Please continue to invest in Massachusetts’ future, for its beauty today and its promise tomorrow.
In 1962, a group of concerned citizens in Norwell contacted a young environmental organization with an urgent request: Help us protect a beautiful, ecologically rich 100-acre bog from the threat of development. That young organization was The Nature Conservancy, and, together with William “Cap’n Bill” Vinal – professor emeritus at the University of Massachusetts and leader of the Norwell group – they raised enough money to buy the land and preserve it for future generations.
The Conservancy’s work in Massachusetts began with Black Bog Pond Preserve 50 years ago, and over the next five decades we have continued to be informed by sound science, dedicated to tangible results and supported by generous members like you.
I was just a kid when the far-sighted folks from Norwell laid the foundation for our strong history of conservation in Massachusetts, but I continue to be inspired not only by their commitment, but also by the support we receive each and every day from volunteers, donors, advocates and others like you who care passionately about the environment.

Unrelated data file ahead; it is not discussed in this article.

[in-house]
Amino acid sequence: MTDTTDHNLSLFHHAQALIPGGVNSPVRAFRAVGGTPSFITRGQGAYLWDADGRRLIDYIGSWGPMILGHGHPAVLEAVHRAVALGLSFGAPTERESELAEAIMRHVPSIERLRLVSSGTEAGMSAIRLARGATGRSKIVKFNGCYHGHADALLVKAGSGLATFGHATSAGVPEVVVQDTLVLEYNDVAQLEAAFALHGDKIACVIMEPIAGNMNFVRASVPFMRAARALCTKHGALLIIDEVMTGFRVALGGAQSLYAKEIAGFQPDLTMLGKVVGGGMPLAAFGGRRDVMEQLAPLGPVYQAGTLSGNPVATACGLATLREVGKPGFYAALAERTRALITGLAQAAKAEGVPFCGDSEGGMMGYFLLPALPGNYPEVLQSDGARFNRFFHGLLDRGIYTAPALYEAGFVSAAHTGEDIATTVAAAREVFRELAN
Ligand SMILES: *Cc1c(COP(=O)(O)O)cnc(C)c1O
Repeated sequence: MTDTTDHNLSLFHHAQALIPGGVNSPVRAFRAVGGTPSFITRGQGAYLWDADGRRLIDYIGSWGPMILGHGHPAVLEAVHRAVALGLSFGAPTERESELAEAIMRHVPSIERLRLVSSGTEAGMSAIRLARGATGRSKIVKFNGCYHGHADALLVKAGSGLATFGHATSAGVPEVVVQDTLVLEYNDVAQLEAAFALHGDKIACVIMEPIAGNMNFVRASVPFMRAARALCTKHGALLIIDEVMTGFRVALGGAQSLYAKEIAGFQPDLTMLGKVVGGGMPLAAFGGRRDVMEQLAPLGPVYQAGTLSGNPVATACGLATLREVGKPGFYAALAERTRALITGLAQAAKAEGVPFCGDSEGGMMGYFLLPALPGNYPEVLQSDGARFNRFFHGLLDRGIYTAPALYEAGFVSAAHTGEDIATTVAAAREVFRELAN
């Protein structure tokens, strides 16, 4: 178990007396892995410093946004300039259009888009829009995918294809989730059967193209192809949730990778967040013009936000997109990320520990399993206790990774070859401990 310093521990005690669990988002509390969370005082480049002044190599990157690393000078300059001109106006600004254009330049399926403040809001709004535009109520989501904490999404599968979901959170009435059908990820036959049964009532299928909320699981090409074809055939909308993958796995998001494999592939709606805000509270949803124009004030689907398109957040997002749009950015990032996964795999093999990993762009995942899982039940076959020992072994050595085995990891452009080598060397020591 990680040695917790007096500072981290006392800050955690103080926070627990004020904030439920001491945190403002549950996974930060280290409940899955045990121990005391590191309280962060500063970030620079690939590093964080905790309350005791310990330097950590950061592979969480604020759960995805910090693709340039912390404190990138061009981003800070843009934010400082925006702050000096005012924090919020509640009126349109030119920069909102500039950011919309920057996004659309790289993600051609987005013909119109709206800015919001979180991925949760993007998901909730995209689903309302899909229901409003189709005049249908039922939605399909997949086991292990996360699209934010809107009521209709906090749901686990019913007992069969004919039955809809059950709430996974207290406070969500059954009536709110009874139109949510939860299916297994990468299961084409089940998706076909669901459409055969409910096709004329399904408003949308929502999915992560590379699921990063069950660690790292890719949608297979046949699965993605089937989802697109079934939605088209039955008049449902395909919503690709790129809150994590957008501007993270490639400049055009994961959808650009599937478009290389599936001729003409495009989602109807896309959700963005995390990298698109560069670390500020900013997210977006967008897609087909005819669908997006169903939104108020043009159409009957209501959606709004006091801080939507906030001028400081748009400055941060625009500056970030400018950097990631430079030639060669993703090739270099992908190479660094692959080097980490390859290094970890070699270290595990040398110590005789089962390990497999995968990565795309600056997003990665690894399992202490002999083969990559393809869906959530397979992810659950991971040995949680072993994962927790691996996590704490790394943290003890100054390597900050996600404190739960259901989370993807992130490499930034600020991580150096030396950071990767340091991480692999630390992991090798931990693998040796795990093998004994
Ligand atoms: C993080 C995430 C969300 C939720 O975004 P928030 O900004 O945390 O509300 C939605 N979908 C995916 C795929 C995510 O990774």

The 50-year history of the Conservancy in the Commonwealth is the story of all of us: members, staff, trustees, partners and the communities where we work. Together, we have learned much and done bold things. Together, we have made a difference. In the past year alone, we have:
- Discovered new ways to restore eelgrass and oysters to the Bay State’s coast.
- Used leading-edge science to identify natural strongholds in the Northeast that, if preserved, offer resilience to the warming climate.
- Designated 111,000 acres of forest reserves in Massachusetts, and begun studying how they rebound from natural disasters like tornadoes.
- Collaborated with communities and other partners on freshwater projects ranging from the Connecticut River to the Taunton, where we’re connecting habitat to restore nature’s abundance in our rivers and seas.
- Worked with Cape Cod’s commercial fishermen to help create sustainable marine fisheries.
- Connected with new supporters and the next generation of conservationists.
I hope that you are proud of these accomplishments and take time to read, watch and explore them online. As I appreciate those who came before us, future generations will be grateful to you for the support that made these achievements possible.
Thank you for being such a vital part of this story. I can’t wait to see what we accomplish together in the next 50 years.
With deepest appreciation,
Wayne Klockner, State Director